Facebook users protest retention of information

NEW YORK (AP) -- Tens of thousands of Facebook users are protesting new policies that they say grant the social-networking site the ability to control their information forever, even after they cancel their accounts.

Facebook's new terms of use, updated Feb. 4, largely went unnoticed until the popular consumer rights advocacy blog Consumerist.com pointed out the changes Sunday.

That prompted a clarification from Facebook's founder, Mark Zuckerberg, although the new terms remain in force. Zuckerberg told users in a blog post Monday that "on Facebook, people own their information and control who they share it with."

When someone shares a photo, a message or a status update telling friends what they are up to at the moment, they first need to grant Facebook a license so the site can pass that information along to authorized friends, Zuckerberg said. Without the license, he said, Facebook wouldn't be able to help people share information.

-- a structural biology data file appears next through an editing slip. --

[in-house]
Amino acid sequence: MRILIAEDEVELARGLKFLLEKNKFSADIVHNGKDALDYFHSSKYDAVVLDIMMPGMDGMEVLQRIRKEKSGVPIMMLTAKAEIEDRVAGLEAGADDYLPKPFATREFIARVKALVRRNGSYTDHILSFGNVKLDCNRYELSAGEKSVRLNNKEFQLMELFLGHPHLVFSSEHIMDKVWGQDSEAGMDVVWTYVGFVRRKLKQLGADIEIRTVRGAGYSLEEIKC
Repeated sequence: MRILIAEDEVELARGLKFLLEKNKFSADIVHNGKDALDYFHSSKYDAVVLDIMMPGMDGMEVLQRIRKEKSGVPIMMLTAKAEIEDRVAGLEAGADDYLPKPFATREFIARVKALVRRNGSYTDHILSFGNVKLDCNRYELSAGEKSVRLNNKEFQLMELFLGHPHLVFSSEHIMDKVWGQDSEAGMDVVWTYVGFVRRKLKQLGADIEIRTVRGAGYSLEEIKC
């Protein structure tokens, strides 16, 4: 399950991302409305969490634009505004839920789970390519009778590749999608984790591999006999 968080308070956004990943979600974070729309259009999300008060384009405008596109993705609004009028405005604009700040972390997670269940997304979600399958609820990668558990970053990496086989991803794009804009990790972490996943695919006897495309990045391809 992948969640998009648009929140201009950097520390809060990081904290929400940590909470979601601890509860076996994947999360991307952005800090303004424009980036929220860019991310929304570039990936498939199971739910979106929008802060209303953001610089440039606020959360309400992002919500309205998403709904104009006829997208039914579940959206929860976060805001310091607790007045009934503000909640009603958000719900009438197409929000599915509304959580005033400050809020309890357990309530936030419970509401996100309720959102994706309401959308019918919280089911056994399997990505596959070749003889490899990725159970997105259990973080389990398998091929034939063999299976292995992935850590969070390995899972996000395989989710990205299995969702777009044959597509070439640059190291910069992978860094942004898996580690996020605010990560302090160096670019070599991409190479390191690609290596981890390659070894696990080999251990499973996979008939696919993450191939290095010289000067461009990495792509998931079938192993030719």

Zuckerberg said the new terms are necessary to reflect the fact that friends may retain a copy of that message or other information once a user shares it with them.

"Even if the person deactivates their account, their friend still has a copy of that message," Zuckerberg said. "We think this is the right way for Facebook to work, and it is consistent with how other services like e-mail work. One of the reasons we updated our terms was to make this more clear."

Zuckerberg did acknowledge that Facebook, which boasts 175 million users around the world, still has "work to do to communicate more clearly" about how information is shared on the site.

The rapidly growing site has had several run-ins with users over its short history.

In late 2007, for example, a tracking tool called "Beacon" caught users off-guard by broadcasting information about their shopping habits and activities at other Web sites. After initially defending the practice, Facebook ultimately allowed users to turn Beacon off.


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